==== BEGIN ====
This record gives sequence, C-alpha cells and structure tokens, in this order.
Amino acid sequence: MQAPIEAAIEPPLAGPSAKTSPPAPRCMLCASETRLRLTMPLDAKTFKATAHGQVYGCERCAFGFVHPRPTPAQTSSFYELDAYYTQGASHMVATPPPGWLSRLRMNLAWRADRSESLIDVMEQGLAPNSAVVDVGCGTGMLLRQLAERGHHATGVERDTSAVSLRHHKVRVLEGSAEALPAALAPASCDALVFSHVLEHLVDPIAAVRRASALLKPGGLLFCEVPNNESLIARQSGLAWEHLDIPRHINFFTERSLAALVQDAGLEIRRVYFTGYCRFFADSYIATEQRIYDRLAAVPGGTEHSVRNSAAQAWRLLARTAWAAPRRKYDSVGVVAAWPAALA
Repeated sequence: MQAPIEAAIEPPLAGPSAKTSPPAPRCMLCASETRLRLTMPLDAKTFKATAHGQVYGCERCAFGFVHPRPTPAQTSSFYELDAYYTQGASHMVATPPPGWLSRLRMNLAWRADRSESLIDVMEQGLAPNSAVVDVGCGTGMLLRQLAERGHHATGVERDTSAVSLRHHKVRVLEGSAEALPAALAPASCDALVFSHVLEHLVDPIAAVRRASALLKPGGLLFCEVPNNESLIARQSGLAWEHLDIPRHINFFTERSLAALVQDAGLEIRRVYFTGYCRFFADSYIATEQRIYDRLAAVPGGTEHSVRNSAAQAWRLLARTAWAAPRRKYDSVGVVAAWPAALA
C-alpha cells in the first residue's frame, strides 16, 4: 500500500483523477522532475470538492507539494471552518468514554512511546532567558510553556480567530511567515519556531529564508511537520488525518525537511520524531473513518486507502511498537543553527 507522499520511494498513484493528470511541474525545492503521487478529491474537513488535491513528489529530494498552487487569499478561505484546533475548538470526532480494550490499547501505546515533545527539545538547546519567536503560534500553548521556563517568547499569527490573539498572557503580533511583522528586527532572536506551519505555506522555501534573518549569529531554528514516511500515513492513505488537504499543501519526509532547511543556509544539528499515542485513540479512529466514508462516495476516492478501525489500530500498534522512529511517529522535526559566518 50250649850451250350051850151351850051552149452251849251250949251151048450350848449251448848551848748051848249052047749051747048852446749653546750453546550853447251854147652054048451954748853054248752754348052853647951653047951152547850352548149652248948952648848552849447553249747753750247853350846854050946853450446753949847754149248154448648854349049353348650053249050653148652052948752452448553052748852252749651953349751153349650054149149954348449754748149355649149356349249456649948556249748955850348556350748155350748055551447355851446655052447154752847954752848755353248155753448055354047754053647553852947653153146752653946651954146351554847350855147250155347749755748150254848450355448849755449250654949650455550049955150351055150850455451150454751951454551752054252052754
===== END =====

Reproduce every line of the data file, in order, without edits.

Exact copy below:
This record gives sequence, C-alpha cells and structure tokens, in this order.
Amino acid sequence: MQAPIEAAIEPPLAGPSAKTSPPAPRCMLCASETRLRLTMPLDAKTFKATAHGQVYGCERCAFGFVHPRPTPAQTSSFYELDAYYTQGASHMVATPPPGWLSRLRMNLAWRADRSESLIDVMEQGLAPNSAVVDVGCGTGMLLRQLAERGHHATGVERDTSAVSLRHHKVRVLEGSAEALPAALAPASCDALVFSHVLEHLVDPIAAVRRASALLKPGGLLFCEVPNNESLIARQSGLAWEHLDIPRHINFFTERSLAALVQDAGLEIRRVYFTGYCRFFADSYIATEQRIYDRLAAVPGGTEHSVRNSAAQAWRLLARTAWAAPRRKYDSVGVVAAWPAALA
Repeated sequence: MQAPIEAAIEPPLAGPSAKTSPPAPRCMLCASETRLRLTMPLDAKTFKATAHGQVYGCERCAFGFVHPRPTPAQTSSFYELDAYYTQGASHMVATPPPGWLSRLRMNLAWRADRSESLIDVMEQGLAPNSAVVDVGCGTGMLLRQLAERGHHATGVERDTSAVSLRHHKVRVLEGSAEALPAALAPASCDALVFSHVLEHLVDPIAAVRRASALLKPGGLLFCEVPNNESLIARQSGLAWEHLDIPRHINFFTERSLAALVQDAGLEIRRVYFTGYCRFFADSYIATEQRIYDRLAAVPGGTEHSVRNSAAQAWRLLARTAWAAPRRKYDSVGVVAAWPAALA
C-alpha cells in the first residue's frame, strides 16, 4: 500500500483523477522532475470538492507539494471552518468514554512511546532567558510553556480567530511567515519556531529564508511537520488525518525537511520524531473513518486507502511498537543553527 507522499520511494498513484493528470511541474525545492503521487478529491474537513488535491513528489529530494498552487487569499478561505484546533475548538470526532480494550490499547501505546515533545527539545538547546519567536503560534500553548521556563517568547499569527490573539498572557503580533511583522528586527532572536506551519505555506522555501534573518549569529531554528514516511500515513492513505488537504499543501519526509532547511543556509544539528499515542485513540479512529466514508462516495476516492478501525489500530500498534522512529511517529522535526559566518 50250649850451250350051850151351850051552149452251849251250949251151048450350848449251448848551848748051848249052047749051747048852446749653546750453546550853447251854147652054048451954748853054248752754348052853647951653047951152547850352548149652248948952648848552849447553249747753750247853350846854050946853450446753949847754149248154448648854349049353348650053249050653148652052948752452448553052748852252749651953349751153349650054149149954348449754748149355649149356349249456649948556249748955850348556350748155350748055551447355851446655052447154752847954752848755353248155753448055354047754053647553852947653153146752653946651954146351554847350855147250155347749755748150254848450355448849755449250654949650455550049955150351055150850455451150454751951454551752054252052754